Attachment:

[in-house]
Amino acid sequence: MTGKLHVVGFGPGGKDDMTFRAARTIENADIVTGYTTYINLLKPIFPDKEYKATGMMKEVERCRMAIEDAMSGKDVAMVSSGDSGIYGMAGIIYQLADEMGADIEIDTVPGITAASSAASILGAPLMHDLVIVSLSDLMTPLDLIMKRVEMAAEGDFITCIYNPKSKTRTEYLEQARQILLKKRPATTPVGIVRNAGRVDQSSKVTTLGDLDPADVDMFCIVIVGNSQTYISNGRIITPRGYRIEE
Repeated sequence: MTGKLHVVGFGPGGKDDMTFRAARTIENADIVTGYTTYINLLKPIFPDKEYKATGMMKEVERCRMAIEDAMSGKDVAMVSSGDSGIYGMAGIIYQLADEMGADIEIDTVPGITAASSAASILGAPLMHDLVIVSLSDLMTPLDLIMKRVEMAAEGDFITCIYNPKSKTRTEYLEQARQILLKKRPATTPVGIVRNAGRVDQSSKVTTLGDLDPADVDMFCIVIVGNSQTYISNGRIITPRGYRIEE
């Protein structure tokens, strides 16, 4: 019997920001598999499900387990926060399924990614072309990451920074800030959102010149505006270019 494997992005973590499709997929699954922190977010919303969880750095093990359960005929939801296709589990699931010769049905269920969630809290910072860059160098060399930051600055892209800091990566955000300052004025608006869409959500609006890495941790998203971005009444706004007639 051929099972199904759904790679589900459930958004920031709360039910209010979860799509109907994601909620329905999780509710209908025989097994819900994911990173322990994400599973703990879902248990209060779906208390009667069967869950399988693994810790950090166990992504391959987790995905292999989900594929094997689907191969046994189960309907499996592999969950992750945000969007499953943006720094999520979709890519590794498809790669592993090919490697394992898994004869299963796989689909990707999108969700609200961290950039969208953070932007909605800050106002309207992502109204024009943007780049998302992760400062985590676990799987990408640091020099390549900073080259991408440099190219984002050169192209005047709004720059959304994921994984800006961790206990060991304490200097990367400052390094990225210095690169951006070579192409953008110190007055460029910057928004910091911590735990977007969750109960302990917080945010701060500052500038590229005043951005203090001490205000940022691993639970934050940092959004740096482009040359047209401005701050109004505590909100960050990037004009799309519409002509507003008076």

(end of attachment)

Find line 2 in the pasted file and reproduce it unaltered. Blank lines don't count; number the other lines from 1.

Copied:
Amino acid sequence: MTGKLHVVGFGPGGKDDMTFRAARTIENADIVTGYTTYINLLKPIFPDKEYKATGMMKEVERCRMAIEDAMSGKDVAMVSSGDSGIYGMAGIIYQLADEMGADIEIDTVPGITAASSAASILGAPLMHDLVIVSLSDLMTPLDLIMKRVEMAAEGDFITCIYNPKSKTRTEYLEQARQILLKKRPATTPVGIVRNAGRVDQSSKVTTLGDLDPADVDMFCIVIVGNSQTYISNGRIITPRGYRIEE